The Banc d'Arguin National Park (French: Parc National du Banc d'Arguin) lies on the west coast of Mauritania between Nouakchott and Nouadhibou. The World Heritage Site is a major breeding site for migratory birds. A wide range of species include flamingos, broad-billed sandpipers, pelicans and terns. Much of the breeding is on sand banks including the islands of Tidra, Niroumi, Nair , Kijji and Arguim . The surrounding waters are some of the richest fishing waters in western Africa and serve as nesting grounds for the entire western region.
The Banc d'Arguin National Park is a Nature reserve that was established to protect both the natural resources and the valuable fisheries, which makes a significant contribution to the national economy (Hoffmann, 1988), as well as scientifically and aesthetically valuable geological sites, in the interests of and for the recreation of the general public. The park's vast expanses of mudflats provide a home for over two million migrant shorebirds from northern Europe, Siberia and Greenland. The region's mild climate and absence of human disturbance makes the park one of the most important sites in the world for these species. The nesting bird population is also noted for its great numbers and diversity. Between 25,000 and 40,000 pairs belonging to 15 species, making the largest colonies of water birds in West Africa (IUCN Technical Evaluation, 1989).
Battering surf and shifting sand banks characterize the entire length of the shoreline. The Ras Nouadhibou (formerly Cap Blanc) peninsula, which forms Dakhlet Nouadhibou (formerly Lévrier Bay) to the east, is fifty kilometers long and up to thirteen kilometers wide. The peninsula is administratively divided between Western Sahara (see Glossary) and Mauritania, with the Mauritanian port and railhead of Nouadhibou located on the eastern shore (see fig. 11). Dakhlet Nouadhibou, one of the largest natural harbors on the west coast of Africa, is fortythree kilometers long and thirty-two kilometers wide at its broadest point. Fifty kilometers southeast of Ras Nouadhibou is Arguin. In 1455 the first Portuguese installation south of Cape Bojador (in the present-day Western Sahara) was established at Arguin. Farther south is the coastline's only significant promontory, seven-meter-high Cape Timiris. From this cape to the marshy area around the mouth of the Senegal River, the coast is regular and marked only by an occasional high dune.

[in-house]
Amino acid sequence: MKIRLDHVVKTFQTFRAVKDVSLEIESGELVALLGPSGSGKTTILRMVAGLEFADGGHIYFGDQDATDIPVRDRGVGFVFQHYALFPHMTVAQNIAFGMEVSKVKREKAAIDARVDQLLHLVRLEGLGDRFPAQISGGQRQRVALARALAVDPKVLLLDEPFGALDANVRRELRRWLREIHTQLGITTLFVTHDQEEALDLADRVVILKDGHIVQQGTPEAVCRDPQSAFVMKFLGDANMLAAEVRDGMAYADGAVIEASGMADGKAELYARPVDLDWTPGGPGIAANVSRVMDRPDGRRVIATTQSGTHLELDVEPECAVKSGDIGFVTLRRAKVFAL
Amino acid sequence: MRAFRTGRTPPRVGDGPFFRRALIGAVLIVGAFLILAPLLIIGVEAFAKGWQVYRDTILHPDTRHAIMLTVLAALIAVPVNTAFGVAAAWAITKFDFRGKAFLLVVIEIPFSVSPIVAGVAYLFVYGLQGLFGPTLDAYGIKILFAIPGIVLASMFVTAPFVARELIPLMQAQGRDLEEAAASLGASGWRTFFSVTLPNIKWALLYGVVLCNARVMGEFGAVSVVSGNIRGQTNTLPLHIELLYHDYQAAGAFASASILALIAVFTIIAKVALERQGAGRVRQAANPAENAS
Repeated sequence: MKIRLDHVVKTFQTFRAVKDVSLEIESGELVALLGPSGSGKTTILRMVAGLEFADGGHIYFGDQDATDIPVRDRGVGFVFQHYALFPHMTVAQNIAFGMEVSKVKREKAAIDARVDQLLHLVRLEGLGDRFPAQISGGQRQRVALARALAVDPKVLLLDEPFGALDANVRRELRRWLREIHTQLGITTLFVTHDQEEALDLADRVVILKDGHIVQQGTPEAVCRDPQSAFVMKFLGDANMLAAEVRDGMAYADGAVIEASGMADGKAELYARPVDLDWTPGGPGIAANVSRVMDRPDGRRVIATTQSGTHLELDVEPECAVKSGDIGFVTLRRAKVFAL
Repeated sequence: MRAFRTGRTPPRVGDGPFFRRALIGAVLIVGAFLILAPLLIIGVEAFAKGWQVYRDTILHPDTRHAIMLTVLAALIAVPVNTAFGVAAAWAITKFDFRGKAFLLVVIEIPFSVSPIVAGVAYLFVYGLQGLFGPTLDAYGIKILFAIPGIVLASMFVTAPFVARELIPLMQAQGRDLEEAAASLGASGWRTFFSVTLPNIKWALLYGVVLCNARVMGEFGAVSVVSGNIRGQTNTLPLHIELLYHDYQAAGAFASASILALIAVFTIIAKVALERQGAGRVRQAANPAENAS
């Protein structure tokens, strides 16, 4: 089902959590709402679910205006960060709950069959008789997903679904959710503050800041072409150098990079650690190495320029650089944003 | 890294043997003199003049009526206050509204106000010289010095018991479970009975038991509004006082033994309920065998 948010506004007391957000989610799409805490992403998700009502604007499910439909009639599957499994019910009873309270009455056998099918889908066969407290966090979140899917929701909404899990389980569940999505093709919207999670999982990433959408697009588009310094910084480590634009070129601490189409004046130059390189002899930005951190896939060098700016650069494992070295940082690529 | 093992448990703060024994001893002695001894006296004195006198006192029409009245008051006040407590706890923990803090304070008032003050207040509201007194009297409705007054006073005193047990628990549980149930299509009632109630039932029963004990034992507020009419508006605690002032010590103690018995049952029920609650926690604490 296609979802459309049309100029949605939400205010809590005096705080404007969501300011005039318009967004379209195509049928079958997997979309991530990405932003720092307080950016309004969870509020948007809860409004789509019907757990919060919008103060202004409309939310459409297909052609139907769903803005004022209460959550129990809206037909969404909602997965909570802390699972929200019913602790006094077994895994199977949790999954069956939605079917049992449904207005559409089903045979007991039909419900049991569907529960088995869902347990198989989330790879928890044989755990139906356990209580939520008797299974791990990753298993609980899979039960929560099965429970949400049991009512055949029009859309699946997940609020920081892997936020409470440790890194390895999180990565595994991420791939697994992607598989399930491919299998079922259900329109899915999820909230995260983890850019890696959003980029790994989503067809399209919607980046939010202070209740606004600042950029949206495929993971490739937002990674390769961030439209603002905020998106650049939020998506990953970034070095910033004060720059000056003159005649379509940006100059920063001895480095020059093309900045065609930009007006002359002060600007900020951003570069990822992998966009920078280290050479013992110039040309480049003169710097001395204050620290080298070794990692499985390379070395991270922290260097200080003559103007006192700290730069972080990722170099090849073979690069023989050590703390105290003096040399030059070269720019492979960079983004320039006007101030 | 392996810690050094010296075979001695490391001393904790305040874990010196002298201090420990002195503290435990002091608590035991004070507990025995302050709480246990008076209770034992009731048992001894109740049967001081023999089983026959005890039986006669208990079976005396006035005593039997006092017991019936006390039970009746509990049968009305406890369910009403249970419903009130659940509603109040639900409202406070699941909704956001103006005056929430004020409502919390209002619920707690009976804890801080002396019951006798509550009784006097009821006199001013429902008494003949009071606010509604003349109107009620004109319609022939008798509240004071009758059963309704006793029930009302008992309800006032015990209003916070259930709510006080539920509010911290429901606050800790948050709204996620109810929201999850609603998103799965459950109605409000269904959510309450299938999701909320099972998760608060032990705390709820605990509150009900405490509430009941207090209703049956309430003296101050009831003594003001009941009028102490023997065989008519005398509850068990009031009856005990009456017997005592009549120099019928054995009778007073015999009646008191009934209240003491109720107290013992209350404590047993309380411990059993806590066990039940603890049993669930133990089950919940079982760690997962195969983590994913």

On coastal dunes vegetation is rare. At the foot of ridges, however, large tamarisk bushes, dwarf acacias, and swallowworts may be found. Some high grass, mixed with balsam, spurge, and spiny shrubs, grows in the central region. The north has little vegetation.
1445 - 5 Feb 1633 Portuguese rule (Arguim).
5 Feb 1633 - 1678 Dutch rule (brief English occupation in 1665).
1 Sep 1678 - Sep 1678 French occupation.
Sep 1678 Abandoned.
5 Oct 1685 - 7 Mar 1721 Brandenburg (from 1701, Prussian) rule.
7 Mar 1721 - 11 Jan 1722 French rule.
11 Jan 1722 - 20 Feb 1724 Dutch rule.
20 Feb 1724 - Mar 1728 French rule.
Despite the Almoravid domination of Spain in the eleventh and twelfth centuries, there seems to be little evidence of contact during that time between Mauritania and Europe. The inhospitable coastline of Mauritania continued to deter voyagers until the Portuguese began their African explorations in the fifteenth century. Lured by legends of vast wealth in interior kingdoms, the Portuguese established a trading fort at Arguin, southeast of Cap Blanc (present-day Ras Nouadhibou), in 1455. The king of Portugal also maintained a commercial agent at Ouadane in the Adrar in an attempt to divert gold traveling north by caravan. Having only slight success in their quest for gold, the Portuguese quickly adapted to dealing in slaves. In the mid fifteenth century, as many as 1,000 slaves per year were exported from Arguin to Europe and to the Portuguese sugar plantations on the island of Sáo Tomé in the Gulf of Guinea.
With the merger of the Portuguese and Spanish crowns in 1580, the Spaniards became the dominant influence along the coast. In 1638, however, they were replaced by the Dutch, who were the first to begin exploiting the gum arabic trade. Produced by the acacia trees of Trarza and Brakna and used in textile pattern printing, this gum arabic was considered superior to that previously obtained in Arabia. By 1678 the French had driven out the Dutch and established a permanent settlement at Saint Louis at the mouth of the Senegal River, where the French Company of the Senegal River (Compagnie Française du Sénégal) had been trading for more than fifty years.
The Maures Eng:(Moors), with whom the Europeans were trading with, considered the constant rivalries between European powers a sign of weakness, and they quickly learned the benefits of playing one power against the other. For example, they agreed simultaneously to give monopolies to the French and the Dutch. The Maures also took advantage of the Europeans whenever possible, so that when the French negotiated with the amir of Trarza to secure a monopoly on the gum Arabic trade, the amir in exchange demanded a considerable number of gifts. Thus began the custom, an annual payment expected by the Maures for doing business with a government or a company. By 1763 the British had expelled France from the West African coast, and France recovered control only when the Congress of Vienna in 1815 recognized French sovereignty over the coast of West Africa from Cap Blanc south to Senegal.